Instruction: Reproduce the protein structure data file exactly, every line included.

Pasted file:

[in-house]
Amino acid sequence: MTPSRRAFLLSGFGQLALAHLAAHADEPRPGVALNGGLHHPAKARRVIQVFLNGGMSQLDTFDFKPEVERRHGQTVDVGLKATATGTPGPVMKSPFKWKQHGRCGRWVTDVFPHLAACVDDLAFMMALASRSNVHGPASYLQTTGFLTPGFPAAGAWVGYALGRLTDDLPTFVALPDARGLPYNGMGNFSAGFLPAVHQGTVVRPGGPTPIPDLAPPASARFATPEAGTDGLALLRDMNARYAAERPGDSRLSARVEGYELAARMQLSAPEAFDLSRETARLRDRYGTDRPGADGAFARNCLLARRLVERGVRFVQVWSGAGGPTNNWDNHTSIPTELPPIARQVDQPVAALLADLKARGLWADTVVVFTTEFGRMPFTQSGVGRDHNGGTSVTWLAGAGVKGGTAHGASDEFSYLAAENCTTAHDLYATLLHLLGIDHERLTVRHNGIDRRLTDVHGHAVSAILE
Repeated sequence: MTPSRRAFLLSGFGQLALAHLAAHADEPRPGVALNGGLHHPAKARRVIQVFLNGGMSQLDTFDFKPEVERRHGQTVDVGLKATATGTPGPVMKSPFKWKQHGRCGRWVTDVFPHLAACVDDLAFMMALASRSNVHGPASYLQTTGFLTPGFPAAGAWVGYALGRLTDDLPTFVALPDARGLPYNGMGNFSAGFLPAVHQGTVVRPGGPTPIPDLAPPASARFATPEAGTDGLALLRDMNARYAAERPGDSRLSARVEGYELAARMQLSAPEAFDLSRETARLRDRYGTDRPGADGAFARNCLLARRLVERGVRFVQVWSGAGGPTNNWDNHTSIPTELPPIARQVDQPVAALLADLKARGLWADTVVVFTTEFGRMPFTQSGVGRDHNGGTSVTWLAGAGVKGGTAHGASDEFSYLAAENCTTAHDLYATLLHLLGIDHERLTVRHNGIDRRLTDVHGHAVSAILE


[in-house]
Amino acid sequence: MTPSRRAFLLSGFGQLALAHLAAHADEPRPGVALNGGLHHPAKARRVIQVFLNGGMSQLDTFDFKPEVERRHGQTVDVGLKATATGTPGPVMKSPFKWKQHGRCGRWVTDVFPHLAACVDDLAFMMALASRSNVHGPASYLQTTGFLTPGFPAAGAWVGYALGRLTDDLPTFVALPDARGLPYNGMGNFSAGFLPAVHQGTVVRPGGPTPIPDLAPPASARFATPEAGTDGLALLRDMNARYAAERPGDSRLSARVEGYELAARMQLSAPEAFDLSRETARLRDRYGTDRPGADGAFARNCLLARRLVERGVRFVQVWSGAGGPTNNWDNHTSIPTELPPIARQVDQPVAALLADLKARGLWADTVVVFTTEFGRMPFTQSGVGRDHNGGTSVTWLAGAGVKGGTAHGASDEFSYLAAENCTTAHDLYATLLHLLGIDHERLTVRHNGIDRRLTDVHGHAVSAILE
Repeated sequence: MTPSRRAFLLSGFGQLALAHLAAHADEPRPGVALNGGLHHPAKARRVIQVFLNGGMSQLDTFDFKPEVERRHGQTVDVGLKATATGTPGPVMKSPFKWKQHGRCGRWVTDVFPHLAACVDDLAFMMALASRSNVHGPASYLQTTGFLTPGFPAAGAWVGYALGRLTDDLPTFVALPDARGLPYNGMGNFSAGFLPAVHQGTVVRPGGPTPIPDLAPPASARFATPEAGTDGLALLRDMNARYAAERPGDSRLSARVEGYELAARMQLSAPEAFDLSRETARLRDRYGTDRPGADGAFARNCLLARRLVERGVRFVQVWSGAGGPTNNWDNHTSIPTELPPIARQVDQPVAALLADLKARGLWADTVVVFTTEFGRMPFTQSGVGRDHNGGTSVTWLAGAGVKGGTAHGASDEFSYLAAENCTTAHDLYATLLHLLGIDHERLTVRHNGIDRRLTDVHGHAVSAILE